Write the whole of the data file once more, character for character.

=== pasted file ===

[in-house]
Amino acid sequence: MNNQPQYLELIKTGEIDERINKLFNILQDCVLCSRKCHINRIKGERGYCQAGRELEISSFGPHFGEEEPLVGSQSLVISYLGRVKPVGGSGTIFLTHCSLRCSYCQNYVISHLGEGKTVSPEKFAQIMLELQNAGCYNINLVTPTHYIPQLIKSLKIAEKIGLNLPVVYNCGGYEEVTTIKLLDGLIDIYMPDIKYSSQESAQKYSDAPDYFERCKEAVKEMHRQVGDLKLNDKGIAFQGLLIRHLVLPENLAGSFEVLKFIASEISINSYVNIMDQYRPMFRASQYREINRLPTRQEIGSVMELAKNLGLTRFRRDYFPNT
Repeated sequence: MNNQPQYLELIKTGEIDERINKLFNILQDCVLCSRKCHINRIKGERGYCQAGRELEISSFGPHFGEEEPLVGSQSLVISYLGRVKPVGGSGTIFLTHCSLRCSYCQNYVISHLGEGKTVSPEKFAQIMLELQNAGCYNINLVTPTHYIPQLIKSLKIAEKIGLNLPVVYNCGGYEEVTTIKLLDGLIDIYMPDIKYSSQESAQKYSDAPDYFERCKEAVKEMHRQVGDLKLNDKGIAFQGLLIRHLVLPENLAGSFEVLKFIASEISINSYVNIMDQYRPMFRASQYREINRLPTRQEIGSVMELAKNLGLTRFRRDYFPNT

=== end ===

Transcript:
[in-house]
Amino acid sequence: MNNQPQYLELIKTGEIDERINKLFNILQDCVLCSRKCHINRIKGERGYCQAGRELEISSFGPHFGEEEPLVGSQSLVISYLGRVKPVGGSGTIFLTHCSLRCSYCQNYVISHLGEGKTVSPEKFAQIMLELQNAGCYNINLVTPTHYIPQLIKSLKIAEKIGLNLPVVYNCGGYEEVTTIKLLDGLIDIYMPDIKYSSQESAQKYSDAPDYFERCKEAVKEMHRQVGDLKLNDKGIAFQGLLIRHLVLPENLAGSFEVLKFIASEISINSYVNIMDQYRPMFRASQYREINRLPTRQEIGSVMELAKNLGLTRFRRDYFPNT
Repeated sequence: MNNQPQYLELIKTGEIDERINKLFNILQDCVLCSRKCHINRIKGERGYCQAGRELEISSFGPHFGEEEPLVGSQSLVISYLGRVKPVGGSGTIFLTHCSLRCSYCQNYVISHLGEGKTVSPEKFAQIMLELQNAGCYNINLVTPTHYIPQLIKSLKIAEKIGLNLPVVYNCGGYEEVTTIKLLDGLIDIYMPDIKYSSQESAQKYSDAPDYFERCKEAVKEMHRQVGDLKLNDKGIAFQGLLIRHLVLPENLAGSFEVLKFIASEISINSYVNIMDQYRPMFRASQYREINRLPTRQEIGSVMELAKNLGLTRFRRDYFPNT